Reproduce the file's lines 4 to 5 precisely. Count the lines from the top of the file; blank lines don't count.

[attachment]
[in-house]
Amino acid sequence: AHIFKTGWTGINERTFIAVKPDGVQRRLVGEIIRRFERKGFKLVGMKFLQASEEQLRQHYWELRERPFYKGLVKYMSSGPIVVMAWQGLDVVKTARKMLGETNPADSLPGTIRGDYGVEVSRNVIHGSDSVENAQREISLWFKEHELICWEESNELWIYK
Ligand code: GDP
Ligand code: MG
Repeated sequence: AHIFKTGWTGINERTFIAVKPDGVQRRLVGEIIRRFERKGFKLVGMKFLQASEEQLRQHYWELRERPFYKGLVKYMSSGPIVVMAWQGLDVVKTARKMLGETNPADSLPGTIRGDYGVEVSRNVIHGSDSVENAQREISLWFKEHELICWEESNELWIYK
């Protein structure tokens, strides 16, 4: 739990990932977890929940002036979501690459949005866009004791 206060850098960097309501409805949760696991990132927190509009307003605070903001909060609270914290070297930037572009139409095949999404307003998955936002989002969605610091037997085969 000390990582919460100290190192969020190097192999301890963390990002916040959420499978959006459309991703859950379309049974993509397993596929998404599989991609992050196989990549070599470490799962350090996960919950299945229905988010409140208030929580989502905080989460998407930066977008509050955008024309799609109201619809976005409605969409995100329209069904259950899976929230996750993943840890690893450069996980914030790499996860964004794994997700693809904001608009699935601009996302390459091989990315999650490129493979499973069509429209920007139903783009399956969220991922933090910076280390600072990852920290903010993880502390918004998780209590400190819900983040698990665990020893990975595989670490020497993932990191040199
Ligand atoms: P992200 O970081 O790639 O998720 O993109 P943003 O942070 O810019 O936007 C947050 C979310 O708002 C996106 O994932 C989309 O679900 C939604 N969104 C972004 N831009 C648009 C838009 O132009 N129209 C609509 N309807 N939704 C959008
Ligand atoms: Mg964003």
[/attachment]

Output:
Ligand code: MG
Repeated sequence: AHIFKTGWTGINERTFIAVKPDGVQRRLVGEIIRRFERKGFKLVGMKFLQASEEQLRQHYWELRERPFYKGLVKYMSSGPIVVMAWQGLDVVKTARKMLGETNPADSLPGTIRGDYGVEVSRNVIHGSDSVENAQREISLWFKEHELICWEESNELWIYK